Undoubtedly, not only the Olympic costs have brought the Greek economy to its current state, but the costs incurred to organize this game have accelerated the collapse of the Greek economy.
Professor of Crete University Minas Samatas, famous for her work on the Athens Olympiad, said before the 2012 London Olympic games that the 2004 Athens Olympiad brought a burden that would later drag the country into a deep economic crisis, and that civil liberties were largely pruned by the so-called anti-terrorism laws issued for Olympic security. he said. The budget deficit caused by the Olympic expenses reached 6.1 percent of the country’s gross product in 2004. So more than twice the Euro-Zone limits. Public borrowing to fund Greece’s expenses also exceeded $ 35 billion envisaged for 2004 to $ 43 billion. The national debt of the country has increased exponentially since 2004 and has risen to $ 469.8 billion (165 percent of GNP today) in 2010.
Just $ 1.5 billion was spent on Olympic security. Even installing security equipment in the city cost $ 300 million. The system, in which a country with a population of 11 million spends $ 300 million and is a complete fiasco, could not be used effectively even years after the Olympics.
In countries with a negative economy and macro indicators, the fact that the high-cost Olympic expenditures incurred could not provide real employment in the medium and long term, besides being unable to create an added value to the economy, it has a feature that triggers the negative trend in the economies of those countries.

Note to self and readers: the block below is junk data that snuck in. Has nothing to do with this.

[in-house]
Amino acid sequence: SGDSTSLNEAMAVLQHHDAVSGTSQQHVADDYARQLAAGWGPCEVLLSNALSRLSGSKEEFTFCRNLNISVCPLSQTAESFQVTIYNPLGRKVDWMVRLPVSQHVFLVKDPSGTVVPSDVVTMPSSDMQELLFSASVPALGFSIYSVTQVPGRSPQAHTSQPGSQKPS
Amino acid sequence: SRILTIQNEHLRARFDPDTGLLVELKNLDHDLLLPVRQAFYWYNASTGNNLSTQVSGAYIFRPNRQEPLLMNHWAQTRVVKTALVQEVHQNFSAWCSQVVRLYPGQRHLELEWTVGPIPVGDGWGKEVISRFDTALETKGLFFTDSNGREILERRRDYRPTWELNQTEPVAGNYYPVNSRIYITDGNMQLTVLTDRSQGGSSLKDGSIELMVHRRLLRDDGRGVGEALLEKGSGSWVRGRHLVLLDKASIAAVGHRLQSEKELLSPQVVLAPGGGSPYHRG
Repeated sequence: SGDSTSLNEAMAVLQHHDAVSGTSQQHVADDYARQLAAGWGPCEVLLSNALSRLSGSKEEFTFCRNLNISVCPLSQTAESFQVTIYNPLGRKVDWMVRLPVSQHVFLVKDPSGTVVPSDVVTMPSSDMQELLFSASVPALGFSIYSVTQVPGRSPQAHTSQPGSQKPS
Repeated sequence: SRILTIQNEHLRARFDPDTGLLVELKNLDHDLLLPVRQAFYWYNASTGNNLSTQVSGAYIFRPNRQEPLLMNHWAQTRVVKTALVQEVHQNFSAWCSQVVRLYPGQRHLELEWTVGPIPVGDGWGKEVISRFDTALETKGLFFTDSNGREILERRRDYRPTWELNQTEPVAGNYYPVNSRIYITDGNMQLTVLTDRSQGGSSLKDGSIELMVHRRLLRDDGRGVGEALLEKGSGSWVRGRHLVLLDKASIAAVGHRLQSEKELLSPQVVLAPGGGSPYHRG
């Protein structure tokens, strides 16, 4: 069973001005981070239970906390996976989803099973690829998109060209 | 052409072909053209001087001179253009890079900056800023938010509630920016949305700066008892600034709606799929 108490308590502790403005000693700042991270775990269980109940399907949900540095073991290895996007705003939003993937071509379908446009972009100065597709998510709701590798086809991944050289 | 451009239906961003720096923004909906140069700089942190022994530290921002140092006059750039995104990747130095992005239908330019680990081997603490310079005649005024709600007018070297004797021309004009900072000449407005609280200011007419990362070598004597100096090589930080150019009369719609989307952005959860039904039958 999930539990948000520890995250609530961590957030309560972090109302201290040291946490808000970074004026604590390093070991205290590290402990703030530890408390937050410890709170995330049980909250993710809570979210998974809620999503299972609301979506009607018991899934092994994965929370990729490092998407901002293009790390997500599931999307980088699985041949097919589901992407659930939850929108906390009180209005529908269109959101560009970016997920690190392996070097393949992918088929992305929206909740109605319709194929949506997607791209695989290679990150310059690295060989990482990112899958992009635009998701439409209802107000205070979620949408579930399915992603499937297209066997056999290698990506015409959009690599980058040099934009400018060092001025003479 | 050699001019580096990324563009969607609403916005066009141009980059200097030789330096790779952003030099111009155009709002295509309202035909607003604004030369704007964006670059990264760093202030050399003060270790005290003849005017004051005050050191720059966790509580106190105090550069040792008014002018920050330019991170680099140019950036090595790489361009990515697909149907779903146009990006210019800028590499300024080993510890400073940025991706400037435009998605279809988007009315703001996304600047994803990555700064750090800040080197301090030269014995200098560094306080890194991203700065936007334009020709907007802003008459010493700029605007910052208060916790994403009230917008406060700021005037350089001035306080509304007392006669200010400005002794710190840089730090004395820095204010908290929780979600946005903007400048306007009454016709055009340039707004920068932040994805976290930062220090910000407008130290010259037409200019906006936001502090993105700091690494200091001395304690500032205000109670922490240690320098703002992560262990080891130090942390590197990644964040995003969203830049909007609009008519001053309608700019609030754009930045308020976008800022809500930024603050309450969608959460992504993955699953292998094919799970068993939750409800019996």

The Purpose Of The Olympic Arrangement Varies By Country
Hosting Olympics is a great source of prestige and promotion as well as its cost.
Nowadays, the Olympics is a large-scale economic activity. For this reason, the reasons for the demand for the Olympics in practice differ in countries where sports evolved into show business and very important revenues were created.
The external impact created especially in developed countries, the existing general economic and sociological situation, the infrastructure, the great convenience in transportation and communication make a greater contribution to the economy than the external impact of the developing countries. Therefore, the main goals and objectives in the Olympic regulation in developing countries differ from those in developed countries. For example, while the issue of foreign promotion and prestige comes to the fore in our country, London calculates how to generate additional income from this business.
Can Get Profit in the Long Run
In a report by Goldman Sachs, the 2012 London Olympics are expected to increase Britain’s third-quarter GDP by 0.3-0.4%. However, as this growth comes from a short-term spending increase, it is predicted that this growth will be largely recovered in the fourth quarter when the Olympic games will be finished. So in the short term, the Olympic does not provide a significant net increase in GDP.
In the long run, thanks to the promotional power of the Olympics, cities and countries are thought to have a positive impact on tourism and investment revenues. The studies carried out after the 2008 Beijing and 1992 Barcelona Olympics indicate an important financial contribution in this regard.
Another benefit is that many new facilities will remain available to the host community. These facilities and numerous infrastructure projects increase the living conditions and attractiveness of the host city, leading to a valuation in housing prices. For example, after the 1984 Olympics, housing prices in Los Angeles achieved a further 5-10 percent higher appreciation to nearby regions within four to five years.